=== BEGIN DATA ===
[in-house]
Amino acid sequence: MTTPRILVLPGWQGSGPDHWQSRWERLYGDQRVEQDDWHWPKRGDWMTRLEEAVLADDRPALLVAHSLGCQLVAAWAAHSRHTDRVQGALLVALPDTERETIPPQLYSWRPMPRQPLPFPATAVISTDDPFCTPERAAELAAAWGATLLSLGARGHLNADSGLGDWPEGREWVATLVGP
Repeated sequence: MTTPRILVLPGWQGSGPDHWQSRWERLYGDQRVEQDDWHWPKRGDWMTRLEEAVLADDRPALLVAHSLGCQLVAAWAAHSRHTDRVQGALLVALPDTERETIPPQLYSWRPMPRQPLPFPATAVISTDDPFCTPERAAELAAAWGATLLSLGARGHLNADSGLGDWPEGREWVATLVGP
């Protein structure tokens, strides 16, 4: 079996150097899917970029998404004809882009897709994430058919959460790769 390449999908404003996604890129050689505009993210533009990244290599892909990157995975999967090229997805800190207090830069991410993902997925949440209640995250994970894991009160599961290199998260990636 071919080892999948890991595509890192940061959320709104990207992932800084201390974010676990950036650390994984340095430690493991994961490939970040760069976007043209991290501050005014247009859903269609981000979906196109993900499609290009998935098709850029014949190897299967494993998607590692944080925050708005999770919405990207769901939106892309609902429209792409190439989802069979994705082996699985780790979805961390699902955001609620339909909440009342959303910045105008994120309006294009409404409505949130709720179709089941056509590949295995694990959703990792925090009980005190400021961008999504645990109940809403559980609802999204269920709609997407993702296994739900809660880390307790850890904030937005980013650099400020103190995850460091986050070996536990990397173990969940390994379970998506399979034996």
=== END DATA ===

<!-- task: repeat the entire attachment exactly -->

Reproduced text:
[in-house]
Amino acid sequence: MTTPRILVLPGWQGSGPDHWQSRWERLYGDQRVEQDDWHWPKRGDWMTRLEEAVLADDRPALLVAHSLGCQLVAAWAAHSRHTDRVQGALLVALPDTERETIPPQLYSWRPMPRQPLPFPATAVISTDDPFCTPERAAELAAAWGATLLSLGARGHLNADSGLGDWPEGREWVATLVGP
Repeated sequence: MTTPRILVLPGWQGSGPDHWQSRWERLYGDQRVEQDDWHWPKRGDWMTRLEEAVLADDRPALLVAHSLGCQLVAAWAAHSRHTDRVQGALLVALPDTERETIPPQLYSWRPMPRQPLPFPATAVISTDDPFCTPERAAELAAAWGATLLSLGARGHLNADSGLGDWPEGREWVATLVGP
């Protein structure tokens, strides 16, 4: 079996150097899917970029998404004809882009897709994430058919959460790769 390449999908404003996604890129050689505009993210533009990244290599892909990157995975999967090229997805800190207090830069991410993902997925949440209640995250994970894991009160599961290199998260990636 071919080892999948890991595509890192940061959320709104990207992932800084201390974010676990950036650390994984340095430690493991994961490939970040760069976007043209991290501050005014247009859903269609981000979906196109993900499609290009998935098709850029014949190897299967494993998607590692944080925050708005999770919405990207769901939106892309609902429209792409190439989802069979994705082996699985780790979805961390699902955001609620339909909440009342959303910045105008994120309006294009409404409505949130709720179709089941056509590949295995694990959703990792925090009980005190400021961008999504645990109940809403559980609802999204269920709609997407993702296994739900809660880390307790850890904030937005980013650099400020103190995850460091986050070996536990990397173990969940390994379970998506399979034996």